This Game Will Make Your Fixer-Upper Dreams Come True
If your standard reaction to watching HGTV is, “I want to do that, too,” but renovating a fixer-upper is out of your budget (and your skill set), there’s a new virtual way you can satisfy that renovation itch—without having to take out a mortgage or hire a contractor.
Last month, Steam, a computer-gaming platform, released a game called House Flipper, in which users can buy a run-down home, replace broken windows, demolish walls , exterminate pests, buy all sorts of furnishings to pimp up the space again… and sell it for a profit. Yes, it’s a renovation simulator and it might just be fun enough to replace those weekly HGTV marathons.
If this all sounds like something you are very much into, you’re not alone: Since it was released last month, the game has dominated Steam’s bestsellers list. When YouTube user jacksepticeye posted a video of him playing the game, the video reached 2 million views in just three weeks. And users aren’t just interested in the concept—they’re enjoying the game, too. Many reviews note how certain actions in the game—like taking a hammer to demolish a wall—are satisfying ways to blow off steam.
To begin playing, you pick either a completely-devastated or an otherwise decent house to zhush up. Then you pick up your toolbox at plan your attack: Tear down or install walls, rewire the electricity, fix the plumbing, and paint absolutely everything. You have all the supplies (all sort of nails, hammers, screws, and drills) for every repair you could possibly imagine.
When you’re done with fixing all the damage, then it’s time to go wild with decorating your interiors. The rooms usually start cluttered with broken objects and all sorts of junk, but you can go through and throw away or sell what you don’t need. There’s a running account balance in the game, and the virtual money from the trash you sell can be used to buy something nice, like new tiles for your wall.
When it’s decorated just-so, you then can grab a Swiffer and polish all the corners of your home, first-hand, until the devastated space becomes something livable again. Tadaa! It’s apartment clean-up therapy at its finest, and you don’t even have to plan a trip to IKEA!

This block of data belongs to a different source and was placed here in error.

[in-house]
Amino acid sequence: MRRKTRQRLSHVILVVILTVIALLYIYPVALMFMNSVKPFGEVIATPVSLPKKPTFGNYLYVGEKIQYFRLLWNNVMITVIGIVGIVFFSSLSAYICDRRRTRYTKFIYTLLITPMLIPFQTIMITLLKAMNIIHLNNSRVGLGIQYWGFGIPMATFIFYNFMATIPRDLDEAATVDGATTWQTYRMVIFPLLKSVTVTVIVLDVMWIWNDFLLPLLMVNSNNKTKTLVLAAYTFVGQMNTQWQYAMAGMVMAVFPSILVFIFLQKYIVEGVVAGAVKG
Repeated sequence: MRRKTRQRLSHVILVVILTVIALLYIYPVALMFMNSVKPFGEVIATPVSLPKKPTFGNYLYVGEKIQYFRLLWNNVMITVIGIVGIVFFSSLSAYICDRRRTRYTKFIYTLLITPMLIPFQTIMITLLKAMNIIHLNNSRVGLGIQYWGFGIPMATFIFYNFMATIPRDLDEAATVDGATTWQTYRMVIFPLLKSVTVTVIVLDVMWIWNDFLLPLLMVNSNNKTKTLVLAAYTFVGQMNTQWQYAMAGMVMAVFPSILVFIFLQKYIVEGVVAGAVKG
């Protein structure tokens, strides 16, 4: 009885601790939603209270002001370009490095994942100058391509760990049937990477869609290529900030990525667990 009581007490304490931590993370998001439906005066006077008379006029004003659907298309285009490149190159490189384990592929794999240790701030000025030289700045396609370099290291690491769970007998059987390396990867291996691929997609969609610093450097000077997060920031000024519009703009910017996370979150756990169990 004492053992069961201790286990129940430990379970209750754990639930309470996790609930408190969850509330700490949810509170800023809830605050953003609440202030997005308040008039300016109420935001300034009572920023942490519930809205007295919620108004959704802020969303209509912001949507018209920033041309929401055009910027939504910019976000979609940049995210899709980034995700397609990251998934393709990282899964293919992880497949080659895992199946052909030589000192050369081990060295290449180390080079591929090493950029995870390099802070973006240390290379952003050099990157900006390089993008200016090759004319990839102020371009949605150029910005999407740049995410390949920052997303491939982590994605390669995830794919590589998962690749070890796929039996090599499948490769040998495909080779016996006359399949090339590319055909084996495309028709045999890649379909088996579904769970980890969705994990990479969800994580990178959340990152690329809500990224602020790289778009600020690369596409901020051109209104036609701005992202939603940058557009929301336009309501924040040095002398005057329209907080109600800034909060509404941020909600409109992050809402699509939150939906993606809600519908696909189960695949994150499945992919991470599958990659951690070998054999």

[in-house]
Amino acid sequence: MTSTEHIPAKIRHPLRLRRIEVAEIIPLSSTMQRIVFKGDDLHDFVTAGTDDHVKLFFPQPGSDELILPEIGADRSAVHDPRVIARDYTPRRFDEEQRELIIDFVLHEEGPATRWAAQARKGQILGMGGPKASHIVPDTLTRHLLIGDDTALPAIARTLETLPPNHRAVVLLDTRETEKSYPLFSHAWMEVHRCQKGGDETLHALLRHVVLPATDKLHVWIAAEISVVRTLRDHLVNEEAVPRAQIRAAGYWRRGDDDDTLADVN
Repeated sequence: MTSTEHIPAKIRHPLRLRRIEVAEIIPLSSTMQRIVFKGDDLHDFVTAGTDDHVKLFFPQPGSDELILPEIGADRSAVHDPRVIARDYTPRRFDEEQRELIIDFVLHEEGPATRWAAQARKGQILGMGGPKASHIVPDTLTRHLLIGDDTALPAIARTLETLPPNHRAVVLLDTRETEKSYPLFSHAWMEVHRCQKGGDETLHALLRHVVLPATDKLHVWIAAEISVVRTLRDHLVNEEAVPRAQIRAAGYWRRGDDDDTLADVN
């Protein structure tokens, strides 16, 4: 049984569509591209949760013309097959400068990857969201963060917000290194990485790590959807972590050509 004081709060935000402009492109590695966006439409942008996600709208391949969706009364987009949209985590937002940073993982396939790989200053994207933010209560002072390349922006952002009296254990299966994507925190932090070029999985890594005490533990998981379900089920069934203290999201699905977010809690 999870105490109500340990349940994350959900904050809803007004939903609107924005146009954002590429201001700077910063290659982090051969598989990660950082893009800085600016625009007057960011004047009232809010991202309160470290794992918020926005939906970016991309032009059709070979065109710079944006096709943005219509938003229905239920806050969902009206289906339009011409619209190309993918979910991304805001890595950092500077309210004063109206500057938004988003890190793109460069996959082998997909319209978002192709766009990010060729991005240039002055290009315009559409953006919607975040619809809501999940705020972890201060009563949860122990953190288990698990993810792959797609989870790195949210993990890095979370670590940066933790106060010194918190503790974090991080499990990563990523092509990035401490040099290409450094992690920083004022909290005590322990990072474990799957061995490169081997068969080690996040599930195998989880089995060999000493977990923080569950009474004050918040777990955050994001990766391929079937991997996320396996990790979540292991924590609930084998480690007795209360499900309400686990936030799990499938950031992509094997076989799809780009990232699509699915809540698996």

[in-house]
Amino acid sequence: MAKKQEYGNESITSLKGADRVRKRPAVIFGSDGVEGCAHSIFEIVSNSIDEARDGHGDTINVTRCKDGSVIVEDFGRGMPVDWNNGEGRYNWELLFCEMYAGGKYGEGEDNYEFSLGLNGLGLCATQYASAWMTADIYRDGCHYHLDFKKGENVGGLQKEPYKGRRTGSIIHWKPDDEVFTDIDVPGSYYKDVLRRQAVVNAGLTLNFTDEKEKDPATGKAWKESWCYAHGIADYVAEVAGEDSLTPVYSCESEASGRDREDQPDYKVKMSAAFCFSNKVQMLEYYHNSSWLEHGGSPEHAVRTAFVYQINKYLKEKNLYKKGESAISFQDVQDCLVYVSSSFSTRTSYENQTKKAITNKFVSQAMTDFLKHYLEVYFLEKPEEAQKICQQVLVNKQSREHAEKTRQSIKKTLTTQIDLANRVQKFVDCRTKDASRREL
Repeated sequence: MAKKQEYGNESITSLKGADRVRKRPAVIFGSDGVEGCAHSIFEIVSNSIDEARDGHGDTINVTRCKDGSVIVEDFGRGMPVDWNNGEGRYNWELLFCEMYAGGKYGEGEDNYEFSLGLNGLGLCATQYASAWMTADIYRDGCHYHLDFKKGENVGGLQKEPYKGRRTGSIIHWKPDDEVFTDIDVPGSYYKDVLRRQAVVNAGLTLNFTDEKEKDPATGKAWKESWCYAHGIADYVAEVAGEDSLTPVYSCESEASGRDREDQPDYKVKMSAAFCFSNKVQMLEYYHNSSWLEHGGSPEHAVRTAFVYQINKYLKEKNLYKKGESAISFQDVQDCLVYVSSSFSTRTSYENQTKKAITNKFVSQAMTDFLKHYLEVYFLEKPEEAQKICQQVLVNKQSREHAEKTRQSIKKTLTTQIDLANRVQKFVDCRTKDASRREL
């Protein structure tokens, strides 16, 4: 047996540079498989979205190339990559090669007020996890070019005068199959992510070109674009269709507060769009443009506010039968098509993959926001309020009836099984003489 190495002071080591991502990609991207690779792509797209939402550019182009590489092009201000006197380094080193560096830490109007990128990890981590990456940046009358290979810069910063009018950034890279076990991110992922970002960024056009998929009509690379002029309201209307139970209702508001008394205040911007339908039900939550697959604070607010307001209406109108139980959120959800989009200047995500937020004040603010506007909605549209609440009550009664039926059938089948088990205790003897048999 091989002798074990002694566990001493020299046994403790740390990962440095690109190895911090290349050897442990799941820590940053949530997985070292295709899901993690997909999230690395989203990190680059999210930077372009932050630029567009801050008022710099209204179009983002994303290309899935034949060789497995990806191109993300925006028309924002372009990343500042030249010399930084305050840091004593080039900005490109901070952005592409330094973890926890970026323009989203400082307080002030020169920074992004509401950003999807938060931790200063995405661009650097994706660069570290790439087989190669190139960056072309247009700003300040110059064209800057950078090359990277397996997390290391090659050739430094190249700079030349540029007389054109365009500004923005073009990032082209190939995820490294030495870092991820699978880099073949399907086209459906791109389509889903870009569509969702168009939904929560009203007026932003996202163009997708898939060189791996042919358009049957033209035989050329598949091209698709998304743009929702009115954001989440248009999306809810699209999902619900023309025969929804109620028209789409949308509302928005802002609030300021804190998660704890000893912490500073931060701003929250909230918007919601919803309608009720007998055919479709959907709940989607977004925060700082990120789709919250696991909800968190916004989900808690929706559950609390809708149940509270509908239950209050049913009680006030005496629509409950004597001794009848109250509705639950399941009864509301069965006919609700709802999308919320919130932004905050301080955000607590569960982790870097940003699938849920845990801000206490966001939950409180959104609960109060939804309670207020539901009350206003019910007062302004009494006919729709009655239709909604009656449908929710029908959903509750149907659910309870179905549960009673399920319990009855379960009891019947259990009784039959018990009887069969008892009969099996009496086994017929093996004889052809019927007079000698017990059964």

I thought the hacking away at old walls was fun for sure. However, when playing, the most interesting part of the game was how rather true-to-life the installations and repairs were. For example, I found it rather useful to watch how I was supposed to install a new sink or tub. Of course, all I did was guide the installation through a series of clicks, but it was interestingly educational to see how the pipes and screws connected together in the end. It’s a simplistic tutorial on how home plumbing works, and I think it might actually come in handy if I ever need to replace my own sink (with additional YouTube videos—and a professional plumber’s number on hand—of course).
Also, I’m personally a bit of a claustrophobe. My therapeutic feelings are derived less from hacking away at old walls, and more sitting outside and admiring the greenery. Unfortunately, even when my virtual house was neat and tidy, there was no option landscape, so when I look outside, it’s a wasteland. I’d love to see this game allow me to work on my virtual yard, pluck at old weeds or install a flower bed. It’s hard to justify refurbishing a house on the inside only to have it look so shabby on the outside—and who’s going to buy a house overgrown with weeds? Thankfully the developers of the game have already flagged the gardening aspect as a missing feature on Steam’s message boards, so hopefully I’ll be able to get some yard work done soon.